In less than a year into his vice presidential position, one of BDP strong man Guma Samsom Moyo persuaded him to try his luck for party chairmanship. Masisi reluctantly accepted the proposal. His reluctance emanated from his superior's perception about his political ambitions. At the initial stages of the chairmanship race Khama's brother Tshekedi, Tebelelo Seretse and Dikgakamatso Seretse were the front runners.  Masisi’s candidature for the ruling party chairmanship was akin to throwing the cat among the pigeons.

He won the party chairmanship convincingly. This was the turning point in Masisi's political career. He was now in the big league of Botswana politics. The ruling BDP chairmanship and State vice Presidency are not mean feats, they mean absolute power. Masisi's assumption to BDP chairmanship was accepted by Khama reluctantly and viewed with suspicion. The positions Masisi occupied made him slightly invincible in the greater scheme of things. Time came for the conditions that were initially given to Masisi to effect but nothing happened. Some small machinations were played when Goodhope – Mabule Member of Parliament James Mathokgwane resigned his seat for a plum job at SPEDU, to create a special dispensation for Eric 'Hardrock' Molale.

The opposition consuming fire continued to ravage everything on its way and Molale was not spared. He suffered a humiliating defeat at the onset of his political career. This seemed to change Khama's perception regarding His Honour Eric Masisi's suitability to succeed him because fate always seemed to favour him, when arrows and bullets were aimed at him. Khama had no options in his political closet, only skeletons of his political bosom buddies and confidantes whom in his eyes were more suited to succeed him not Masisi. Khama started breaking BDP's long held tradition of factional neutrality by openly endorsing his Vice for the retention of the position of chairmanship in the 2017 elective congress which was held in Tonota.

Masisi and his faction dubbed Camp Dubai swept all the positions in the Central Committee to quell any doubts over his arrival at the plateau of BDP and Botswana politics. The cherry on top of his political clout was when President Ian Khama announced to the nation during his last State of the Nation Address (SONA) that he will be relinquishing power next year into the capable hands of His Honour the Vice President. It might be the stuff of legends and myths, we should by now practice to say His Excellency Mokgweetsi Eric Keabetswe Masisi.

KEITERILE PHINEAS MALETSI is a freelance journalist

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Brands are important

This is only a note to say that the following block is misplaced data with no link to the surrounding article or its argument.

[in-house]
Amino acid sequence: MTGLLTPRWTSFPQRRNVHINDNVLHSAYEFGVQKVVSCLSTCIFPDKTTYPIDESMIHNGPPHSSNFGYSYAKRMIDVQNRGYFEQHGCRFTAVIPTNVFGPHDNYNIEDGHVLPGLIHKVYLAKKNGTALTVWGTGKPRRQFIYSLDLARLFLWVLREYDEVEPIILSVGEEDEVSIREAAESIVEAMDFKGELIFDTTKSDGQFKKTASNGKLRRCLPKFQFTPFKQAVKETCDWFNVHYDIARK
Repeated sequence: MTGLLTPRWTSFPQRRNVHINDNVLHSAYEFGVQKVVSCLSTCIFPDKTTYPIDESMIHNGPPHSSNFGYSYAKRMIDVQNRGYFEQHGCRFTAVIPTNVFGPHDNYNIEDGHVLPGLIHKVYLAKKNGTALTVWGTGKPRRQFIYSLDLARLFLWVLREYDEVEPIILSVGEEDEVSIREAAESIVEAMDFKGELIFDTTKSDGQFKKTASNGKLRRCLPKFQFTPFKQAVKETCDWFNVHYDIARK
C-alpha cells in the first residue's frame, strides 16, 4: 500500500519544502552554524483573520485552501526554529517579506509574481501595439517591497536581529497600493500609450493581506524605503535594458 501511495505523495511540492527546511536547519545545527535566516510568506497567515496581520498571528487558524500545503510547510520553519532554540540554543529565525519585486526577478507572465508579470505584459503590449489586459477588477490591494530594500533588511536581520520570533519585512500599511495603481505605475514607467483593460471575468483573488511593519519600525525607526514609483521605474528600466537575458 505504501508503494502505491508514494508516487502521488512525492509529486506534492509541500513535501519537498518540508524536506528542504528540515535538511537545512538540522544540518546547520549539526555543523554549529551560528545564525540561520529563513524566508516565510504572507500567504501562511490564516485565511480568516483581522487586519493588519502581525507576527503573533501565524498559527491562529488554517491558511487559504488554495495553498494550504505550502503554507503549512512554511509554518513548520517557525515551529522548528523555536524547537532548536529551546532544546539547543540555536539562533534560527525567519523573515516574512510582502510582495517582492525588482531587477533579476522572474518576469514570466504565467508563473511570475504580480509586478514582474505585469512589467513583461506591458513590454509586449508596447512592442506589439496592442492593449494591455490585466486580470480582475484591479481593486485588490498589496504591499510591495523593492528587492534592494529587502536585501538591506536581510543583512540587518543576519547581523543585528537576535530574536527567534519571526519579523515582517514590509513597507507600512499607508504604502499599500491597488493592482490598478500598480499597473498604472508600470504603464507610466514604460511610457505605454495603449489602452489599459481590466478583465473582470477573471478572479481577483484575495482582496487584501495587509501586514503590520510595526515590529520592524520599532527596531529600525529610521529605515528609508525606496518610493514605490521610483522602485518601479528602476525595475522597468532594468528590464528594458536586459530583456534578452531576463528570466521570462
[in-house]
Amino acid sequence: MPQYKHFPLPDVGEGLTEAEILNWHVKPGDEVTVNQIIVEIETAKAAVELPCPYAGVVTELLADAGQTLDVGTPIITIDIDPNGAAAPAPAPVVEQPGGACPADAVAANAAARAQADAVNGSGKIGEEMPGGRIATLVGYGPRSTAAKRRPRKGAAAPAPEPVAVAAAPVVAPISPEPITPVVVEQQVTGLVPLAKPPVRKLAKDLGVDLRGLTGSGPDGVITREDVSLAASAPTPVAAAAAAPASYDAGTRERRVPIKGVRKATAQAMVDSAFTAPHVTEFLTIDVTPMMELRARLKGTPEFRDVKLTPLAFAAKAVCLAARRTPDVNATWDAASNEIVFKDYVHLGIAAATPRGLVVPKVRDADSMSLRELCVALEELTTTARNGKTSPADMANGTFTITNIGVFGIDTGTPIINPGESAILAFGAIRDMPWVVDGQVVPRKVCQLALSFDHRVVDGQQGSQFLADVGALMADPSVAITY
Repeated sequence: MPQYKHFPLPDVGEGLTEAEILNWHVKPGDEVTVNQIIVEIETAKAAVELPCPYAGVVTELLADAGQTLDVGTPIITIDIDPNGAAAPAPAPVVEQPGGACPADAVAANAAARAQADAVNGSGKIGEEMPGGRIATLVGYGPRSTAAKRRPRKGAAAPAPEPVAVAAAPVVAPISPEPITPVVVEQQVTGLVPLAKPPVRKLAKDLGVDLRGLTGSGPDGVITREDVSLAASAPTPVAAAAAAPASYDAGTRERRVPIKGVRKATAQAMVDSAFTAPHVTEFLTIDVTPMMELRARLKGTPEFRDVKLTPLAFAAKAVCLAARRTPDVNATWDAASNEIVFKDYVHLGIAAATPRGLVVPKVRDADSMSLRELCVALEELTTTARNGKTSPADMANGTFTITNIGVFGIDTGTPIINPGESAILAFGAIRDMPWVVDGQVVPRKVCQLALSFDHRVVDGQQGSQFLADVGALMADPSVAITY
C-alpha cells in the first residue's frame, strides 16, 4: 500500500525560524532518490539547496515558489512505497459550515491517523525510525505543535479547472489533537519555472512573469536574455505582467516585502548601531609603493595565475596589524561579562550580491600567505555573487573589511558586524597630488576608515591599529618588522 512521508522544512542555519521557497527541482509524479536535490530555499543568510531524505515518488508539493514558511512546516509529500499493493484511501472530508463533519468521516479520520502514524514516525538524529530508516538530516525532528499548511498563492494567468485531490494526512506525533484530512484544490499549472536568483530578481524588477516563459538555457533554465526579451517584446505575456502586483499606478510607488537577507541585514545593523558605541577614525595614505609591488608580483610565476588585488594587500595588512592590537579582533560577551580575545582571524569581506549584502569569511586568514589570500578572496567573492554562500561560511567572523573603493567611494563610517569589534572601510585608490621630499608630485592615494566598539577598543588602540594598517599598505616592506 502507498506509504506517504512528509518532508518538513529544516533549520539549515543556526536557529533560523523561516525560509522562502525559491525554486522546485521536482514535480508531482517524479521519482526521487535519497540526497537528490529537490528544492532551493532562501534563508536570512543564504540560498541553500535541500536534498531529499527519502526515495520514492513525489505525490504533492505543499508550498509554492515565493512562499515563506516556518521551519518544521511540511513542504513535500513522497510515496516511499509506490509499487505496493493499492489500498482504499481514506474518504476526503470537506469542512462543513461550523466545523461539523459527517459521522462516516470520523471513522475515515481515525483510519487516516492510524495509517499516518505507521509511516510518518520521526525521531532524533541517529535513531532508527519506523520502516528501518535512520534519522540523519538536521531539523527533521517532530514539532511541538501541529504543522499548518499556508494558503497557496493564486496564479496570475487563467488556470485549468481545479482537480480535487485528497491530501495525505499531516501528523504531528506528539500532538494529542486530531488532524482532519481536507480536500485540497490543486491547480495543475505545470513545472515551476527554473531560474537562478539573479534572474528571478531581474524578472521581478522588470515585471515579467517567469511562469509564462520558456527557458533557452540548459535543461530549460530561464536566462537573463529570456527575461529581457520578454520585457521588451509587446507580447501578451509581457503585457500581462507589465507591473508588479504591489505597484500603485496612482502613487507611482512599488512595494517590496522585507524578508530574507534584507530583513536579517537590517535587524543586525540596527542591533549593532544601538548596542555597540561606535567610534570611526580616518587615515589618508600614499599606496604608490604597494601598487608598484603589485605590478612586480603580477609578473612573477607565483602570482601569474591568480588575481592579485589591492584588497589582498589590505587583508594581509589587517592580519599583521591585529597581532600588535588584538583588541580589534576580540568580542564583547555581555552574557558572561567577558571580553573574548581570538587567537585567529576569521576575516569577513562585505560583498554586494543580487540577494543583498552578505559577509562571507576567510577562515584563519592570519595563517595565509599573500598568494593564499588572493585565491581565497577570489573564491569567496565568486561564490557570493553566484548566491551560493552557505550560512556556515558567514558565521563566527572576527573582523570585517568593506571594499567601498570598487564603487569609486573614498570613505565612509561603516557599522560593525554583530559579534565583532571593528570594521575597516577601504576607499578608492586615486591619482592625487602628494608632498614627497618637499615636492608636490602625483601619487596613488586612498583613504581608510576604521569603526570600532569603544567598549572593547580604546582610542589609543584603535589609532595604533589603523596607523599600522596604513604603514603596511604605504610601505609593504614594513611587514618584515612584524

27th March 2023

So, the conclusion is brands are important. I start by concluding because one hopes this is a foregone conclusion given the furore that erupts over a botched brand. If a fast food chef bungles a food order, there’d be possibly some isolated complaint thrown. However, if the same company’s marketing expert or agency cooks up a tasteless brand there is a country-wide outcry. Why?  Perhaps this is because brands affect us more deeply than we care to understand or admit. The fact that the uproar might be equal parts of schadenfreude, black twitter-esque criticism and, disappointment does not take away from the decibel of concern raised.

A good place to start our understanding of a brand is naturally by defining what a brand is. Marty Neumier, the genius who authored The Brand Gap, offers this instructive definition – “A brand is a person’s gut feel about a product or service”. In other words, a brand is not what the company says it is. It is what the people feel it is. It is the sum total of what it means to them. Brands are perceptions. So, brands are defined by individuals not companies. But brands are owned by companies not individuals. Brands are crafted in privacy but consumed publicly. Brands are communal. Granted, you say. But that doesn’t still explain why everybody and their pet dog feel entitled to jump in feet first into a brand slug-fest armed with a hot opinion. True. But consider the following truism.


Brands are living. They act as milestones in our past. They are signposts of our identity. Beacons of our triumphs. Indexes of our consumption. Most importantly, they have invaded our very words and world view. Try going for just 24 hours without mentioning a single brand name. Quite difficult, right? Because they live among us they have become one of us. And we have therefore built ‘brand bonds’ with them. For example, iPhone owners gather here. You love your iPhone. It goes everywhere. You turn to it in moments of joy and when we need a quick mood boost. Notice how that ‘relationship’ started with desire as you longingly gazed upon it in a glossy brochure. That quickly progressed to asking other people what they thought about it. Followed by the zero moment of truth were you committed and voted your approval through a purchase. Does that sound like a romantic relationship timeline. You bet it does. Because it is. When we conduct brand workshops we run the Brand Loyalty ™ exercise wherein we test people’s loyalty to their favourite brand(s). The results are always quite intriguing. Most people are willing to pay a 40% premium over the standard price for ‘their’ brand. They simply won’t easily ‘breakup’ with it. Doing so can cause brand ‘heart ache’. There is strong brand elasticity for loved brands.